Step 3: Start from the rightmost digit and multiply each hex digit with its corresponding decimal value based on the position it occupies in the number.

Step 4: Add up all the results of Step 3 together.

Step 5: The final sum is the decimal equivalent of the hex number you wanted to convert.

That’s all! It’s this easy to convert hex to decimal without using any hex-to-decimal calculator. We provided a couple of examples in the following section of this article to assist you in understanding the conversion process better.

## Formula and Examples on Hex to Decimal Conversion

The hex-to-decimal formula is:

Decimal Value = (Dn * 16^n) + (Dn-1 * 16^(n-1)) + … + (D2 * 16^2) + (D1 * 16^1) + (D0 * 16^0)

In the above formula:

• Dn, Dn-1, D2, D1, and D0 are the hexadecimal digits, where  D0 is the rightmost digit, and Dn is the leftmost digit.
• ‘n’ is the position of the digit, starting from 0 for the rightmost digit and incrementing by 1 as we move to the left.

Examples of hex-to-decimal conversion are mentioned below.

Example 1: Convert the hex number 2F to decimal.

Ans. Decimal value for 2 = 2, Decimal value for F = 15.

2 (place value of 16^1) + 15 (place value of 16^0) = 32 + 15 = 47.

Example 2: Convert the hex number A7 to decimal.

Ans. Decimal value for A = 10, Decimal value for 7 = 7.

10 (place value of 16^1) + 7 (place value of 16^0) = 160 + 7 = 167.

Example 3: Convert the hex number D4 to decimal.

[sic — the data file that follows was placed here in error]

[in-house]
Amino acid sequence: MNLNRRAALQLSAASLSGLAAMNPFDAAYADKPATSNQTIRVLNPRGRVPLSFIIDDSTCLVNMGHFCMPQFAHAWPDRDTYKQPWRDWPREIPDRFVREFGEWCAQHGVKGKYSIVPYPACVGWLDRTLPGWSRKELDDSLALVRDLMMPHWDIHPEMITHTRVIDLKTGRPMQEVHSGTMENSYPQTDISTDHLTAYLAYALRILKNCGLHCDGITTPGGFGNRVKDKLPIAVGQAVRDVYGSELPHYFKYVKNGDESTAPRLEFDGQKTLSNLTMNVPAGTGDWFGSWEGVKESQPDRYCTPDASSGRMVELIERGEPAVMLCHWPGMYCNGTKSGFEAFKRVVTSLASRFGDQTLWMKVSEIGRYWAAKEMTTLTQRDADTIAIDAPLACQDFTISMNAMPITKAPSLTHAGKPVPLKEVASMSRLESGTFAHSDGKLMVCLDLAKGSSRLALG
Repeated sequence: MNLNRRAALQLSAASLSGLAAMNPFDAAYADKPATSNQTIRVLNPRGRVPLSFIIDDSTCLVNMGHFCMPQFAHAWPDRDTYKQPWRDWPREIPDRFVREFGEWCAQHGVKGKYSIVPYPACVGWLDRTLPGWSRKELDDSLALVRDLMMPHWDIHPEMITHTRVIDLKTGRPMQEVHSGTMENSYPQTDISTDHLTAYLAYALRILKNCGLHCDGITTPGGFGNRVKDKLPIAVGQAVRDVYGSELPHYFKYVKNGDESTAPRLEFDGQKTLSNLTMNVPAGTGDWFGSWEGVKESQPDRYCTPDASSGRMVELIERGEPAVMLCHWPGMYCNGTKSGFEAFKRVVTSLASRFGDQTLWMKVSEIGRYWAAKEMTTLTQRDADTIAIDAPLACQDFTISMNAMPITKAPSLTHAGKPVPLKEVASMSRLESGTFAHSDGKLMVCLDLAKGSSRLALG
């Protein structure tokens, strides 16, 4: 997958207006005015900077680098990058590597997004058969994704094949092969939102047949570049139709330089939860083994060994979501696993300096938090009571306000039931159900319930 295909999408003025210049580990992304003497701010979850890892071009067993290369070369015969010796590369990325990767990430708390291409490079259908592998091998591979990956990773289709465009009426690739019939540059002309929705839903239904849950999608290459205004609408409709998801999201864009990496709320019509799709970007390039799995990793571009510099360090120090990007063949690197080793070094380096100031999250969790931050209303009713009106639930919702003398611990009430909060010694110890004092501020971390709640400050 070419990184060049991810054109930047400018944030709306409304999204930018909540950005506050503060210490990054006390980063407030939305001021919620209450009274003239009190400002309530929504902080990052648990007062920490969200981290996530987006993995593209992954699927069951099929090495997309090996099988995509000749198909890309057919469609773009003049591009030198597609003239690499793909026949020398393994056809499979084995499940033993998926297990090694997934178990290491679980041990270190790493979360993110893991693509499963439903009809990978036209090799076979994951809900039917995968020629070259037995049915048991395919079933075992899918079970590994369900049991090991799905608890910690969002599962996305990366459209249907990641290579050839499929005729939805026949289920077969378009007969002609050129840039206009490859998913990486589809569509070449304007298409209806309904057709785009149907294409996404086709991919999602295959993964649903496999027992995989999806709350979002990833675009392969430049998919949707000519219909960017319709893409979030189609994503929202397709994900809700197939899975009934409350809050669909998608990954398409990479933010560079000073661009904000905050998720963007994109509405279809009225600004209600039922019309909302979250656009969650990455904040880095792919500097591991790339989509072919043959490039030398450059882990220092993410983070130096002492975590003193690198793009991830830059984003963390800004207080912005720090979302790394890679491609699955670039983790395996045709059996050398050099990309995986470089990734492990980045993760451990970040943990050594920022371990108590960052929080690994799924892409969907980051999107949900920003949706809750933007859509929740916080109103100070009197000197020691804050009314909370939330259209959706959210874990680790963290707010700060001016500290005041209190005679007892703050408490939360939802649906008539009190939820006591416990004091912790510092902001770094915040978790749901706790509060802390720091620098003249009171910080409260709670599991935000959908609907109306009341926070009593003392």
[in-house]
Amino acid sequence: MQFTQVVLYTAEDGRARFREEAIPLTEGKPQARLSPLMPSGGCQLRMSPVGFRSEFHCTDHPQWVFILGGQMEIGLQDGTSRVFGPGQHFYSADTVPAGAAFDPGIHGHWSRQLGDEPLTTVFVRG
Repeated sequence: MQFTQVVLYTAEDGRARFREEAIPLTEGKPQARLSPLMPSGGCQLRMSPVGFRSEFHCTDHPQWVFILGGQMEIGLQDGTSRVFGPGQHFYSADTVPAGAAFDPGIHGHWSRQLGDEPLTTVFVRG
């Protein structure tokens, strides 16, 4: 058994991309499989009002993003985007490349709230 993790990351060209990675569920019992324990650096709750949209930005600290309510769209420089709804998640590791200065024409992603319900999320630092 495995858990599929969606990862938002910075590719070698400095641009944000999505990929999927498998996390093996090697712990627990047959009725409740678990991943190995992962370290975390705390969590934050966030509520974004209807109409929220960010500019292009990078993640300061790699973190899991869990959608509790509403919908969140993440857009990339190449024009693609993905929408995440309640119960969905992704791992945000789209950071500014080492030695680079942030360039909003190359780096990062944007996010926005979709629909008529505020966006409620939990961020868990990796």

Ans. Decimal value for D = 13, Decimal value for 4 = 4.

13 (place value of 16^1) + 4 (place value of 16^0) = 208 + 4 = 212.

Example 4: Convert the hex number 5B to decimal.

Ans. Decimal value for 5 = 5, Decimal value for B = 11.

5 (place value of 16^1) + 11 (place value of 16^0) = 80 + 11 = 91.

Example 5: Convert the hex number EF to decimal.

Ans. Decimal value for E = 14, Decimal value for F = 15.

14 (place value of 16^1) + 15 (place value of 16^0) = 224 + 15 = 239.

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## Hex to Decimal Conversion Table

Based on the hex-to-decimal formula, we have included a hex-to-decimal conversion table below:

## Difference Between Hex and Decimal

The difference between hex and decimal is tabulated below:

### Conclusion

Being able to convert from hex to decimal is helpful, especially when programming computers and using digital devicesThe step-by-step process of assigning decimal values to each hex digit and multiplying the same by corresponding powers of 16 makes the hex-to-decimal conversion easy. Understanding this straightforward yet effective conversion method will enable you to use various numbering systems and manage complicated data confidently.

## FAQ’s about Hex to Decimal

### Q1. How do you convert hex to decimal?

To convert hex to decimal, assign decimal values to each digit and multiply by the corresponding power of 16 based on their position.

### Q2. What is the base-16 in hexadecimal?

The base-16 system in hex means that it is a numbering system that uses 16 distinct symbols to represent numbers. These symbols are the regular decimal digits 0 to 9 and the letters A to F. In a base-16 system, each digit’s place value is a power of 16, meaning the value of each digit is determined by the position it occupies within the number.

### Q3. Is hexadecimal base 16 or 8?

Hexadecimal is base-16 and not base-8.